• Zak

      Do you mean “more” like slept together, because, yeah, that probably is hard to do. I’m trying it for the first time and it’s weird for sure. Kissing, though, I’ve had plenty of friends after that.

      Just curious.

      • sarahnsh

        Well, I actually haven’t dated many people but those I have dated have been more than just simple kissing. So, yeah, definitely weird and I kind of can’t do the whole friendship thing. I know for certain people they can be friends with that person, whether it’s just kissing, more, whatever it may be. Me, it just doesn’t work though, I’ve tried to make it work, and then failed miserably.

  3. Jenny Rebecca Winters

    I think maybe it takes time, and years. When I was 26 and ditched or was ditched, I never wanted to be friends with the guy again or vice versa. But I was looking through my old photo albums (saved from Hurricane Irene) and I was pointing out people to my husband–“hey, he’s a Facebook friend–so is he”–etc. You really never know. Of course when I was 26 we barely had computers and walked to school uphill both ways in the snow, so Facebook and the internet are still kinda novelties to my generation. 🙂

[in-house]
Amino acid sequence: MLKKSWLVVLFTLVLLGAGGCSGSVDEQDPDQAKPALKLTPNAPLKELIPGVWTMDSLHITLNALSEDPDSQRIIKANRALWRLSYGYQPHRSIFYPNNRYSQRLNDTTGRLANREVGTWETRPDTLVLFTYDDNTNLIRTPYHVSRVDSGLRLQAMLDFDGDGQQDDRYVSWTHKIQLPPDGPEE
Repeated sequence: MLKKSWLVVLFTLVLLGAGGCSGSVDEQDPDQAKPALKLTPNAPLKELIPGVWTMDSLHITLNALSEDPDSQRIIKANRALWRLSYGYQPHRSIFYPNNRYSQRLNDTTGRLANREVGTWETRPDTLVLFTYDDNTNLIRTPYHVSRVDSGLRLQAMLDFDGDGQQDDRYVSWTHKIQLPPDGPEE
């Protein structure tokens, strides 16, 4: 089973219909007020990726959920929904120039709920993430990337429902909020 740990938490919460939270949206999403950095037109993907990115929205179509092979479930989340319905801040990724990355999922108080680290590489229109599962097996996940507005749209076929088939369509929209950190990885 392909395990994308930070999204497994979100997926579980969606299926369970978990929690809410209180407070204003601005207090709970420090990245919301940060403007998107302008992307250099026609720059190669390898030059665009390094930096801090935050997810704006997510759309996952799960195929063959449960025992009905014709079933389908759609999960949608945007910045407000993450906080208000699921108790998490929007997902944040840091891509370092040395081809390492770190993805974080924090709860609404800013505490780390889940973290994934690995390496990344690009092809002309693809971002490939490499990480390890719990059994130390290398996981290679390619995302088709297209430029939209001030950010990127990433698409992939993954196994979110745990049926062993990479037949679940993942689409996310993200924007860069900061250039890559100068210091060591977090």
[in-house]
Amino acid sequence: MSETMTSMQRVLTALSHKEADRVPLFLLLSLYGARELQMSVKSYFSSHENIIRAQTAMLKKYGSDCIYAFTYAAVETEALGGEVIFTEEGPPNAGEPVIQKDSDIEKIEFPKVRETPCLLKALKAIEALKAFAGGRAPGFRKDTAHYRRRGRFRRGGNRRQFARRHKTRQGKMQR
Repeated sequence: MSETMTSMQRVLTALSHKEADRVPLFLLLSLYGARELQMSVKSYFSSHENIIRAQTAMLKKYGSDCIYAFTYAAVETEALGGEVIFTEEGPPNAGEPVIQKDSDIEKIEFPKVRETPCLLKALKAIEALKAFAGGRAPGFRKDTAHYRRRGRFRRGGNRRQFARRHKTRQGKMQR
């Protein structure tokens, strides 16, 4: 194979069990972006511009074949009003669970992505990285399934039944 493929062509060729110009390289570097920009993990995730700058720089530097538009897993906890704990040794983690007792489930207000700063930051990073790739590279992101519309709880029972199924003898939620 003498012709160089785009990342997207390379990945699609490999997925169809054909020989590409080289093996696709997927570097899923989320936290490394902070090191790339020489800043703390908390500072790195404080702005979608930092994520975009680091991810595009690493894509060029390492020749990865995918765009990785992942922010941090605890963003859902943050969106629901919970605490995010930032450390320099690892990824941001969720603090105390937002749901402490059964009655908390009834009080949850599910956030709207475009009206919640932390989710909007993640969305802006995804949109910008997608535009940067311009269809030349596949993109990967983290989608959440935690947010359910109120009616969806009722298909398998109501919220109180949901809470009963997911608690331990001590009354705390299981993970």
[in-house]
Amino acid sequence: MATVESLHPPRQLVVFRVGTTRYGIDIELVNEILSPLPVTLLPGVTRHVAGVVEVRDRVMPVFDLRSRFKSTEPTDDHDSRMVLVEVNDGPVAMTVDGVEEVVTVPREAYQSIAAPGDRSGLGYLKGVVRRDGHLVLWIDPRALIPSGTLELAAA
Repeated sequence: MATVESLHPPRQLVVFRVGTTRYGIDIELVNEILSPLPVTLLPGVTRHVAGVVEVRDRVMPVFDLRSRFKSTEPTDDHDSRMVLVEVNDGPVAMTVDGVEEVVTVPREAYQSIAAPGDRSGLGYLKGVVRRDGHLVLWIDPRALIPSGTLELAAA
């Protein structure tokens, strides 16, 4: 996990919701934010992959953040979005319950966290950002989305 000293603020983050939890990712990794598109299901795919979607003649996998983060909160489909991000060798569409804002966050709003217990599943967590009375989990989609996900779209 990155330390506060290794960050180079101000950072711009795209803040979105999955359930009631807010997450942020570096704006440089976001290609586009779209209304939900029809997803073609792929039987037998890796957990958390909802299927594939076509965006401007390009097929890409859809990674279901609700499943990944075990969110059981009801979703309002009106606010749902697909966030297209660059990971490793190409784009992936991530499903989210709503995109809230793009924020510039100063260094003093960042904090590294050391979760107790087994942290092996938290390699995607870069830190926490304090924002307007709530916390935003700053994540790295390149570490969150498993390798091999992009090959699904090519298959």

4. Philly Tap Teaser

    I think it’s impossible to be friends after dating someone. I think it’s even harder for guys. This post reminded me of an epic debate Dale and I have had for the past 10 years that men and women can’t ever be friends, because men usually have an ulterior motive for agreeing to be friends with women in the first place. (That’s Dale’s side). As in, men can stomach friend activities if they believe one day (no matter how far off it might be) that friend activities will lead to sex. I don’t agree; I have a really good male work friend who is really JUST my friend. Although Dale trusts me to the nth degree, he’s always a teensy bit suspicious of our friendship. As in, he doesn’t trust my male friend.

    • Zak

      I’ll admit openly I’ve hoped plenty of times to change a friendship into a relationship. Sometimes a casual one, sometimes a serious one.